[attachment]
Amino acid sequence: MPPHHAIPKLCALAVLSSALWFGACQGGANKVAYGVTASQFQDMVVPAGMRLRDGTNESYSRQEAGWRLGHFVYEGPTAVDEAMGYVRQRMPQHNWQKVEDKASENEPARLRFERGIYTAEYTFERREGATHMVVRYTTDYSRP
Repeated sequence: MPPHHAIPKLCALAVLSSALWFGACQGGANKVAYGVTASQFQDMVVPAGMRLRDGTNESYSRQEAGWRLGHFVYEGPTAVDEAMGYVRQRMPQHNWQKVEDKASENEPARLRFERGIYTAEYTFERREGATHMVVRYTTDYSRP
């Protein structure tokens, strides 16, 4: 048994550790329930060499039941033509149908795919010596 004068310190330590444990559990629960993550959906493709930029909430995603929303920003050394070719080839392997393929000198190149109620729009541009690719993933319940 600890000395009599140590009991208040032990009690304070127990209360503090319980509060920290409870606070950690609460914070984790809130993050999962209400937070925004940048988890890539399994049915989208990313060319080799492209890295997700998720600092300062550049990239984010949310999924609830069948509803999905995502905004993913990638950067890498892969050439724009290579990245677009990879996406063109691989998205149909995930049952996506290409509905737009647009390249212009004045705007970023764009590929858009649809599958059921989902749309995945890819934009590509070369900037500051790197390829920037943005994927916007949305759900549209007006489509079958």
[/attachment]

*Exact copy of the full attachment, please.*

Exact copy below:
Amino acid sequence: MPPHHAIPKLCALAVLSSALWFGACQGGANKVAYGVTASQFQDMVVPAGMRLRDGTNESYSRQEAGWRLGHFVYEGPTAVDEAMGYVRQRMPQHNWQKVEDKASENEPARLRFERGIYTAEYTFERREGATHMVVRYTTDYSRP
Repeated sequence: MPPHHAIPKLCALAVLSSALWFGACQGGANKVAYGVTASQFQDMVVPAGMRLRDGTNESYSRQEAGWRLGHFVYEGPTAVDEAMGYVRQRMPQHNWQKVEDKASENEPARLRFERGIYTAEYTFERREGATHMVVRYTTDYSRP
């Protein structure tokens, strides 16, 4: 048994550790329930060499039941033509149908795919010596 004068310190330590444990559990629960993550959906493709930029909430995603929303920003050394070719080839392997393929000198190149109620729009541009690719993933319940 600890000395009599140590009991208040032990009690304070127990209360503090319980509060920290409870606070950690609460914070984790809130993050999962209400937070925004940048988890890539399994049915989208990313060319080799492209890295997700998720600092300062550049990239984010949310999924609830069948509803999905995502905004993913990638950067890498892969050439724009290579990245677009990879996406063109691989998205149909995930049952996506290409509905737009647009390249212009004045705007970023764009590929858009649809599958059921989902749309995945890819934009590509070369900037500051790197390829920037943005994927916007949305759900549209007006489509079958």